Invasive non-native species, such as rhododendron, giant hogweed and American mink, are one of the major threats to biodiversity worldwide. As the word invasive suggests, controlling them on small individual landholdings is unlikely to be successful if they remain present on neighbouring land and can re-invade. Co-ordinated landscape-scale control and eradication programmes are essential to tackling these species in an efficient and cost-effective way. This is often carried out within river catchments as many invasive species are associated with watercourses and spread along these corridors in the landscape. The Scottish Invasive Species Initiative co-ordinates much of this effort in northern Scotland.

Providing Ecosystem Services at Scale

As well as supporting biodiversity, many of our habitats provide other valuable ecosystem services, such as field margins and hedges supporting insects that provide crop pollination services, buffer strips, riparian woodland and peatlands, which help to protect water quality and slow the flow of water for natural flood management. However, managing such habitats for these benefits is only likely to work if they are adopted on a large number of landholdings at landscape scale.

Water Quality

Water quality is a catchment-scale issue and individual sources of pollution can lead to landscape-scale issues. As a result, all land managers need to make conscious decisions and implement management practices that protect the water environment within the catchment. For each land holding, mitigation measures will need to be tailored to their land and business enterprises. However, interlinking efforts to safeguard and improve water quality within a catchment can improve resilience, reduce pollution incidents and may reduce costs of mitigation measures when working together.

Landscape-scale projects should try to address pollution by finding the sources, blocking pathways, and limiting what enters rivers and water systems. Restoration work such as peatland restoration will lower the amount of particulate matter lost from peat erosion and also help ensure a consistent outflow of water year-round from peat sources. Riparian buffer strips can help limit diffuse pollution from arable or livestock farming areas. These can look as simple as a separated strip with unimproved or species-rich grasslands, or enhanced to a 3D buffer with multiple layers of grass, shrubs and trees interplanted. For arable areas farmers should be encouraged to use practices that limit fertiliser runoff or soil erosion such as minimum tillage and sediment traps where appropriate.

Landscape-level change requires commitment from stakeholders throughout the area and trust that others will also act in concert to reach the best overall outcomes. By creating more opportunities to limit pollution across the catchment, every landowner will benefit from better access to clean water and lower costs associated with fewer inputs and improved yields. Landscape-scale conservation can lead to a much wider scale of restoration and security for a larger area.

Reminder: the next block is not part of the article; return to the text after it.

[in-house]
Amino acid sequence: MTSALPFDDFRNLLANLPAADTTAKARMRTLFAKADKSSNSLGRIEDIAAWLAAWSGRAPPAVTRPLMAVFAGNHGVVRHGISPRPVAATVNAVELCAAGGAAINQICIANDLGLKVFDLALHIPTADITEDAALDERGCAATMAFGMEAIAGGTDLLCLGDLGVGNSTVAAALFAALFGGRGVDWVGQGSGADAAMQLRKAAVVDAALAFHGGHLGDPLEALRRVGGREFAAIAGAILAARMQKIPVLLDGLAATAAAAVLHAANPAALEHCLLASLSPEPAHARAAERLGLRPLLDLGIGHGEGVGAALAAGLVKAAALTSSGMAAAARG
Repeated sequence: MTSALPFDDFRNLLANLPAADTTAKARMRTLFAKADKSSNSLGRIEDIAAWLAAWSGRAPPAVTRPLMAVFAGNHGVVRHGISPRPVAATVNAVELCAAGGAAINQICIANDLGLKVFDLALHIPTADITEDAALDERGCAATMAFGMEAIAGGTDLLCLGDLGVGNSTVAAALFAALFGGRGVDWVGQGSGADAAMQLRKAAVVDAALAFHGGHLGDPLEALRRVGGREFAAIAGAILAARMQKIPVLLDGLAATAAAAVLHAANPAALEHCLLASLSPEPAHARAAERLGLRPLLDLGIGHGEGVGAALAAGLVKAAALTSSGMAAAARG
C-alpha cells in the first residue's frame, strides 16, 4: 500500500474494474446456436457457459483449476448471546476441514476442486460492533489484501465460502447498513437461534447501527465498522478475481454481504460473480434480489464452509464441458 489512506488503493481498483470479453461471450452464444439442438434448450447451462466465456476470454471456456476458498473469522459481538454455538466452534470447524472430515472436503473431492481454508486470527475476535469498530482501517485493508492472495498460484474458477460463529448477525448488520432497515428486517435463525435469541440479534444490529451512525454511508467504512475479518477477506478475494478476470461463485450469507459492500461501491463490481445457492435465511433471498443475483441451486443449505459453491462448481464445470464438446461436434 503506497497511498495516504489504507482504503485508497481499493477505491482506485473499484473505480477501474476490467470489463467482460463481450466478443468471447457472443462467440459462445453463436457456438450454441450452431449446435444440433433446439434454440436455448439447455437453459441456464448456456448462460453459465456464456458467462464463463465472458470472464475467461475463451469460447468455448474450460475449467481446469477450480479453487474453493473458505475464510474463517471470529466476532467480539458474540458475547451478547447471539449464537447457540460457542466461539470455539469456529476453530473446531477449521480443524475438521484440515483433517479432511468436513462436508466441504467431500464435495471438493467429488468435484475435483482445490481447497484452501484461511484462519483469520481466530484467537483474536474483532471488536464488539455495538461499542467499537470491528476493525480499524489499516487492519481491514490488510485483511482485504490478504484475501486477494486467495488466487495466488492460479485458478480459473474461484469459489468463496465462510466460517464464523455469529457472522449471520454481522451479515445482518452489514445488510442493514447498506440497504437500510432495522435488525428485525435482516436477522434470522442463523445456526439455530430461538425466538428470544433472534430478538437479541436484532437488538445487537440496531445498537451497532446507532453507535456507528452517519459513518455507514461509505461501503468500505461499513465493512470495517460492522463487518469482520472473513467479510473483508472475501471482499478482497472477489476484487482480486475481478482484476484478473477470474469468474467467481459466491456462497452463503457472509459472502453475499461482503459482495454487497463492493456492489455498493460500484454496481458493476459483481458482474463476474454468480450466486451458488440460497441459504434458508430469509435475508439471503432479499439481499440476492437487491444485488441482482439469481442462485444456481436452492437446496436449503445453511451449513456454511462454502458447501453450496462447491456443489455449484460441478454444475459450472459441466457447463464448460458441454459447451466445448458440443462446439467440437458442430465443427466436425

Policy and Funding

Landscape-level restoration requires increased cooperation and funding as these larger-scale processes bring more complexity into any planned restoration. At the governmental level Scotland has put in place planning policy to support greater connectivity and green infrastructure, which can be best serviced by landscape-level change. There is a goal set by the government to have restored and regenerated biodiversity across the country by 2045, covering land, rivers, lochs, and marine environments. Other smaller council areas may have their own goals, but each will take their direction from the Scottish Government and the policies proposed there.

Funding options for landscape-level restoration are growing as more projects start to enter the planning phase. Public sources of finance like the Agri-Environment Climate scheme (AECS) or the Nature Restoration Fund (NRF) allow for either a small group to take individual payments or a larger plan to create change across a wide area. AECS funding can be used for example to encourage better slurry management practices across a catchment, while NRF can be used to help plan and manage large habitat connectivity projects. Other funding sources include private funding from interested companies, investment from interested outside stakeholders, philanthropic investment, venture capital or crowdfunding work. Often these private sources will require some type of return and this system is usually known as payments for ecosystem services. It can be done through increased access, actual payments such as carbon or biodiversity credits, or secondary gains from ecosystem improvements.